Why change sexes to begin with? The evolutionary factors pushing the ginkgo towards having the occasional sex-changing branches are not yet entirely clear, but we have some ideas as to why the trees–especially males–exhibit a somewhat fluid sexual expression. For an isolated male, growing a few seeds on a single branch can act as a sort of failsafe. Of the millions of pollen grains the male produces, only a few are needed to fertilize the seeds, allowing for self-fertilization at the same time that the individual can still send out enough pollen to pollinate a female, should one happen to be nearby. If a female produces male pollen cones, however, it would only take a few pollen cones to fertilize an entire tree’s-worth of seeds. Instead of acting as an evolutionary backup plan, a female that produces male pollen could in fact prevent pollination by other male trees, reducing genetic diversity and resulting in less healthy offspring. For this reason, so-called “leaky” males (males which grow a few female branches) are more likely than leaky females.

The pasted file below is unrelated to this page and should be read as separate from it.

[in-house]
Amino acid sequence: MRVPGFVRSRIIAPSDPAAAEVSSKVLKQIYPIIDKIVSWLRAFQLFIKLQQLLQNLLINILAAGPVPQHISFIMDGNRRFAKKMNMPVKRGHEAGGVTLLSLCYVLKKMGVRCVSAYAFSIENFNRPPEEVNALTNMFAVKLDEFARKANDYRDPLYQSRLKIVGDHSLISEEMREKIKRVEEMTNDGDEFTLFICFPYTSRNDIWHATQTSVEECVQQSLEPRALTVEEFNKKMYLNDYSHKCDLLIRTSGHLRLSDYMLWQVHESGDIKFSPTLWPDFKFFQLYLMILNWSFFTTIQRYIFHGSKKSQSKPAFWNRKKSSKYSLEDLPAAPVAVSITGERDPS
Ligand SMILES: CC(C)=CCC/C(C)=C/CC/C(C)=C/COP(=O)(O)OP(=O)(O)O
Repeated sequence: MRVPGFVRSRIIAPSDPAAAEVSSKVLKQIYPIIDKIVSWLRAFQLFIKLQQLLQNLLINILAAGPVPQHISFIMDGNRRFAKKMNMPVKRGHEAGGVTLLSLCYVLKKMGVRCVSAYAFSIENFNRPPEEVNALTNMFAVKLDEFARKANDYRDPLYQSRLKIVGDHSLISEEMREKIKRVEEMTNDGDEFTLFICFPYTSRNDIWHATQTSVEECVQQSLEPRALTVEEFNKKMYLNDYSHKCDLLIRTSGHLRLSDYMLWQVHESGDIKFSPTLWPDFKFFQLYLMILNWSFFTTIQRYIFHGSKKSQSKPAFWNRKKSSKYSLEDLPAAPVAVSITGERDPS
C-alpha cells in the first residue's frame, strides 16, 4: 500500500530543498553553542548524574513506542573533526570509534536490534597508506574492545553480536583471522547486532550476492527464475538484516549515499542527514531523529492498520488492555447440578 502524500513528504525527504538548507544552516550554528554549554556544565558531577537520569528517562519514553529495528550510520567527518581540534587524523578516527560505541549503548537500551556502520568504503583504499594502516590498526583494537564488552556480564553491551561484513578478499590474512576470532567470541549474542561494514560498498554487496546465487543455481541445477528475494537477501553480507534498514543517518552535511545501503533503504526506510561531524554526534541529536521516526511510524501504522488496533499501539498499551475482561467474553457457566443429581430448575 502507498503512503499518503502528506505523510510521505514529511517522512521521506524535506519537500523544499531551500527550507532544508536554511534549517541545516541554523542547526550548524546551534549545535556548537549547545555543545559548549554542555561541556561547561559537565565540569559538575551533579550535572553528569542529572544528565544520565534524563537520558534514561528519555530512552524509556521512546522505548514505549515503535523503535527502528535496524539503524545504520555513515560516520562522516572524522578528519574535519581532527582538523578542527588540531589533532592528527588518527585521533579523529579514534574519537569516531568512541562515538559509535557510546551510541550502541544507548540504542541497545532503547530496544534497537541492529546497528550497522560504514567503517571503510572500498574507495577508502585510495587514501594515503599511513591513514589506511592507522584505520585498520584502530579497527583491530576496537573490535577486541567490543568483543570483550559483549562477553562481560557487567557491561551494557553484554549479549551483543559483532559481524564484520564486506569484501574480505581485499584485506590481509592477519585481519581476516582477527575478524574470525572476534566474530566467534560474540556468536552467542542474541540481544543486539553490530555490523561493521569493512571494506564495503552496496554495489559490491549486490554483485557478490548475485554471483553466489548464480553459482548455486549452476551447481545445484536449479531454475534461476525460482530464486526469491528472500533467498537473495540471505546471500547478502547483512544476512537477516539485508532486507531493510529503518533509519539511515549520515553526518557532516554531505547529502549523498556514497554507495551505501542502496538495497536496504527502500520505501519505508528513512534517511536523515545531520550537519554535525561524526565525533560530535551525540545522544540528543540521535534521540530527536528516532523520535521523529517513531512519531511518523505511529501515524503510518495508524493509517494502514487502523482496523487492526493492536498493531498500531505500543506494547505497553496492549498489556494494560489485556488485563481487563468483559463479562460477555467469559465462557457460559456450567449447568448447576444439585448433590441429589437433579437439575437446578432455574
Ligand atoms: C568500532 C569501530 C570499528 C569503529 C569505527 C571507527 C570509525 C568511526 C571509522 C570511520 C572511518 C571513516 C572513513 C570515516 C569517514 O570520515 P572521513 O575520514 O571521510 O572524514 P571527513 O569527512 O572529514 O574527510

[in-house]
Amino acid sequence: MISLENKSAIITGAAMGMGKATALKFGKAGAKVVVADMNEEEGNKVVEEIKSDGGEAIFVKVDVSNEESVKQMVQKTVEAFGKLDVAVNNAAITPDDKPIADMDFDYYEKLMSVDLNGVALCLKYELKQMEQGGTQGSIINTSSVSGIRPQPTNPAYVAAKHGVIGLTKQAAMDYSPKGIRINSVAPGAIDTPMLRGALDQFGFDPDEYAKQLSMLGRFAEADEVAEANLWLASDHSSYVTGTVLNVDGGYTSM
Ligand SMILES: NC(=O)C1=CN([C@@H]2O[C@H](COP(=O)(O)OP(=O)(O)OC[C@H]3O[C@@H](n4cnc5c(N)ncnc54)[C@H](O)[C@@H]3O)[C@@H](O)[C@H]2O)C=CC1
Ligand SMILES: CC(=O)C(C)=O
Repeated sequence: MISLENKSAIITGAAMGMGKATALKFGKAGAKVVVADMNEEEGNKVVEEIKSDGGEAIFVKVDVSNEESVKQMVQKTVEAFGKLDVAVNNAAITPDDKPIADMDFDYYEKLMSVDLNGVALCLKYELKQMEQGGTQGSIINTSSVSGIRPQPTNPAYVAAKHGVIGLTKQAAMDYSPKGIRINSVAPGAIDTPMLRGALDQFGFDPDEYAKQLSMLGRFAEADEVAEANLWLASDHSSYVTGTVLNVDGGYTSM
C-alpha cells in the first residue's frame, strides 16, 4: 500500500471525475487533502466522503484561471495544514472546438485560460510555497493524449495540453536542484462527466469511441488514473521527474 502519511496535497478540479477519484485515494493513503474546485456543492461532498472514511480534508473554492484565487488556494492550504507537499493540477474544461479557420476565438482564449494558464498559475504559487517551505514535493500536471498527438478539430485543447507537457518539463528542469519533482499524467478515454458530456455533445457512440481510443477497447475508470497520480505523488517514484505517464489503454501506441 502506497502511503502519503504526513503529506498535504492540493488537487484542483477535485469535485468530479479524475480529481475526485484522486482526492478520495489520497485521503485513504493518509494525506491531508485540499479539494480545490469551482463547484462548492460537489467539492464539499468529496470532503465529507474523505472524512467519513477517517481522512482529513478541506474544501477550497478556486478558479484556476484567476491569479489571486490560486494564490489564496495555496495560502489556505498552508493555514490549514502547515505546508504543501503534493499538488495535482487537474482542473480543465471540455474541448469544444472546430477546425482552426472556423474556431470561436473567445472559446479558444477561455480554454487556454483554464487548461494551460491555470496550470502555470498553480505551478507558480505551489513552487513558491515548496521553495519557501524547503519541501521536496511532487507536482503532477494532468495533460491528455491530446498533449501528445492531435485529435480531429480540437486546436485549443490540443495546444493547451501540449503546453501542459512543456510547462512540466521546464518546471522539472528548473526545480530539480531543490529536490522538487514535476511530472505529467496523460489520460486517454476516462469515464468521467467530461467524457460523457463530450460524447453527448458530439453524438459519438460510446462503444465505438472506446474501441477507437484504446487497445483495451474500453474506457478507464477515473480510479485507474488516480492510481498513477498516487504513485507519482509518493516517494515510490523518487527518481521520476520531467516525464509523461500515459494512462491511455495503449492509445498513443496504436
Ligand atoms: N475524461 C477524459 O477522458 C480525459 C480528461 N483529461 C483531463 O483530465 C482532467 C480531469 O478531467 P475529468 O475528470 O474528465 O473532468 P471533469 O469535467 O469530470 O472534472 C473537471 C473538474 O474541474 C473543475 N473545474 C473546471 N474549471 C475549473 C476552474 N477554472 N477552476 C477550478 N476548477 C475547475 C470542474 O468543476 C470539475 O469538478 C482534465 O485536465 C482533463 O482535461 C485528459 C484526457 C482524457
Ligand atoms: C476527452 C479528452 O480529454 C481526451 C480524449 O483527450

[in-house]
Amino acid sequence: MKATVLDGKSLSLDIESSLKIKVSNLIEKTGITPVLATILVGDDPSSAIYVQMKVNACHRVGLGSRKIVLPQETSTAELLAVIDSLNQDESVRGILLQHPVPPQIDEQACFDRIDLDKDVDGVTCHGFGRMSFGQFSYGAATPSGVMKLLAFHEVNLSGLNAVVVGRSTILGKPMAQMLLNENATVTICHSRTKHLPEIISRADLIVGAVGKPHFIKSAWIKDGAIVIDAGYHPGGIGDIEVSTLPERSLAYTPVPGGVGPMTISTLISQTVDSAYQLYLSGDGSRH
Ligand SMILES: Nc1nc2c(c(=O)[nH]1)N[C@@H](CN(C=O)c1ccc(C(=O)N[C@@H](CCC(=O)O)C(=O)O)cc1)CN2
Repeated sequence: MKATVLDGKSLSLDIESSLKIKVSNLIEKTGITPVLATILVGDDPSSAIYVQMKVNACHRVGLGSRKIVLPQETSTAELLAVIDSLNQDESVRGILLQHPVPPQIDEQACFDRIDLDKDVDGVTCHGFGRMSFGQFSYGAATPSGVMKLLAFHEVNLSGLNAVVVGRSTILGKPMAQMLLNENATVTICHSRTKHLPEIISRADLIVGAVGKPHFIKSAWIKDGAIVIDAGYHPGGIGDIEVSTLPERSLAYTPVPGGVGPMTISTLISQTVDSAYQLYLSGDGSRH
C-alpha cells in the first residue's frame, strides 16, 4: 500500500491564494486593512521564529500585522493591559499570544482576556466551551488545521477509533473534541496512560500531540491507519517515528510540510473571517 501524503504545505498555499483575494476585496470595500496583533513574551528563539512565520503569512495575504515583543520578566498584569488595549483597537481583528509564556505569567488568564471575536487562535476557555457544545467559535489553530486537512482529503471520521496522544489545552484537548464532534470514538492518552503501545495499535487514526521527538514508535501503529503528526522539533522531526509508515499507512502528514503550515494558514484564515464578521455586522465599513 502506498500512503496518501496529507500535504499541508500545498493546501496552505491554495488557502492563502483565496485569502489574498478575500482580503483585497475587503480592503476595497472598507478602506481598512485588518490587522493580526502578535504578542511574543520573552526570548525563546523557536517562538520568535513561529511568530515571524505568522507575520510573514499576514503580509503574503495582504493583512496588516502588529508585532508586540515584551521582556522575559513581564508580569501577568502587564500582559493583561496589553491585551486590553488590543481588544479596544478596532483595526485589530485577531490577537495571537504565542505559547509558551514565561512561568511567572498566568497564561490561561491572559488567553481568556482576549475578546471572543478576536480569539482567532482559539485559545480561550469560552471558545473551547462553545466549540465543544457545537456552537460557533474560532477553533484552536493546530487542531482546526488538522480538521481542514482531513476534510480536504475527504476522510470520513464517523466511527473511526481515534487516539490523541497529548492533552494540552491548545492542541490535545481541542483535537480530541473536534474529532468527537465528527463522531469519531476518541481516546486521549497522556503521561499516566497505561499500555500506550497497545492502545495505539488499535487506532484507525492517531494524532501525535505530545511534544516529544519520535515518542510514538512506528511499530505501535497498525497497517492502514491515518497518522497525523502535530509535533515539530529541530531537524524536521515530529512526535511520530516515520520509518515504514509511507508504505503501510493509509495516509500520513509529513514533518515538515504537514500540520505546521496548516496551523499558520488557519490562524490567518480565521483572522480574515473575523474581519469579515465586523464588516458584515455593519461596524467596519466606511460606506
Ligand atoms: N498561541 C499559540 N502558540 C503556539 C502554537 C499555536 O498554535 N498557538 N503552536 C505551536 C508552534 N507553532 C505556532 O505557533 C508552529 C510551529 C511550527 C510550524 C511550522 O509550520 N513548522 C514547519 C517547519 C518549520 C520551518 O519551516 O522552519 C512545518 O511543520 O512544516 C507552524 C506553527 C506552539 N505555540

This sex-switching may be one of the ways that ginkgo has cheated extinction for so long. Through millions of years, this tree has survived almost unchanged, thriving, declining, and rejuvenating through processes that we are still working to comprehend. In the midst of scientific inquiry and horticultural interest, careful cultivation and careless dispersal, processing for edible seeds and protection for spiritual and cultural heritage, ginkgo has continued to thrive, spreading with the help of people out of China and across the world. As we continue to discover the complicated life story of Ginkgo biloba, the trees at Blandy stand ready for the winter cold, yellow leaves waiting to drop in synchrony to the ground.